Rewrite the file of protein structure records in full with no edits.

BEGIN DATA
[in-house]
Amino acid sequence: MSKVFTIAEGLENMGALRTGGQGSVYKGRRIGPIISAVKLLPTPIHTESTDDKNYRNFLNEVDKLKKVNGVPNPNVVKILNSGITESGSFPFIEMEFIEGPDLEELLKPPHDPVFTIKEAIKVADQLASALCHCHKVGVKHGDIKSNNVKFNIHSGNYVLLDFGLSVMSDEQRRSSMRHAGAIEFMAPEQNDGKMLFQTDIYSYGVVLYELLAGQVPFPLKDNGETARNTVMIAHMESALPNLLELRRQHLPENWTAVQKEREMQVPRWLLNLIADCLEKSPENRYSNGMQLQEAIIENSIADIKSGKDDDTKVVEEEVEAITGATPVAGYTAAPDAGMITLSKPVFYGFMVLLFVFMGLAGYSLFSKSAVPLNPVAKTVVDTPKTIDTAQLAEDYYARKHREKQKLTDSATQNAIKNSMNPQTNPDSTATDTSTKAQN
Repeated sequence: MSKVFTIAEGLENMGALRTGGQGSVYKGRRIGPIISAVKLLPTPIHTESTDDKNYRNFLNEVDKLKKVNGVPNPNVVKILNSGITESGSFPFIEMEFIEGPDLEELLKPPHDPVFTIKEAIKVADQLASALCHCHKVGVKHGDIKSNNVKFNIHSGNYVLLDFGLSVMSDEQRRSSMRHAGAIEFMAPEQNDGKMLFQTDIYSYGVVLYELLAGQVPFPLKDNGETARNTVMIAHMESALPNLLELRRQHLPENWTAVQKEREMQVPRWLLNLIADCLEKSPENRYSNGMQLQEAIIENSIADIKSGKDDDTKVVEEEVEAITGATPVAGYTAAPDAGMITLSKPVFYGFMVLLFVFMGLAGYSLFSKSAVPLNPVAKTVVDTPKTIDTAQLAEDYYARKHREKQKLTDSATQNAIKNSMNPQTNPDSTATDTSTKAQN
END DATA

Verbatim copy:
[in-house]
Amino acid sequence: MSKVFTIAEGLENMGALRTGGQGSVYKGRRIGPIISAVKLLPTPIHTESTDDKNYRNFLNEVDKLKKVNGVPNPNVVKILNSGITESGSFPFIEMEFIEGPDLEELLKPPHDPVFTIKEAIKVADQLASALCHCHKVGVKHGDIKSNNVKFNIHSGNYVLLDFGLSVMSDEQRRSSMRHAGAIEFMAPEQNDGKMLFQTDIYSYGVVLYELLAGQVPFPLKDNGETARNTVMIAHMESALPNLLELRRQHLPENWTAVQKEREMQVPRWLLNLIADCLEKSPENRYSNGMQLQEAIIENSIADIKSGKDDDTKVVEEEVEAITGATPVAGYTAAPDAGMITLSKPVFYGFMVLLFVFMGLAGYSLFSKSAVPLNPVAKTVVDTPKTIDTAQLAEDYYARKHREKQKLTDSATQNAIKNSMNPQTNPDSTATDTSTKAQN
Repeated sequence: MSKVFTIAEGLENMGALRTGGQGSVYKGRRIGPIISAVKLLPTPIHTESTDDKNYRNFLNEVDKLKKVNGVPNPNVVKILNSGITESGSFPFIEMEFIEGPDLEELLKPPHDPVFTIKEAIKVADQLASALCHCHKVGVKHGDIKSNNVKFNIHSGNYVLLDFGLSVMSDEQRRSSMRHAGAIEFMAPEQNDGKMLFQTDIYSYGVVLYELLAGQVPFPLKDNGETARNTVMIAHMESALPNLLELRRQHLPENWTAVQKEREMQVPRWLLNLIADCLEKSPENRYSNGMQLQEAIIENSIADIKSGKDDDTKVVEEEVEAITGATPVAGYTAAPDAGMITLSKPVFYGFMVLLFVFMGLAGYSLFSKSAVPLNPVAKTVVDTPKTIDTAQLAEDYYARKHREKQKLTDSATQNAIKNSMNPQTNPDSTATDTSTKAQN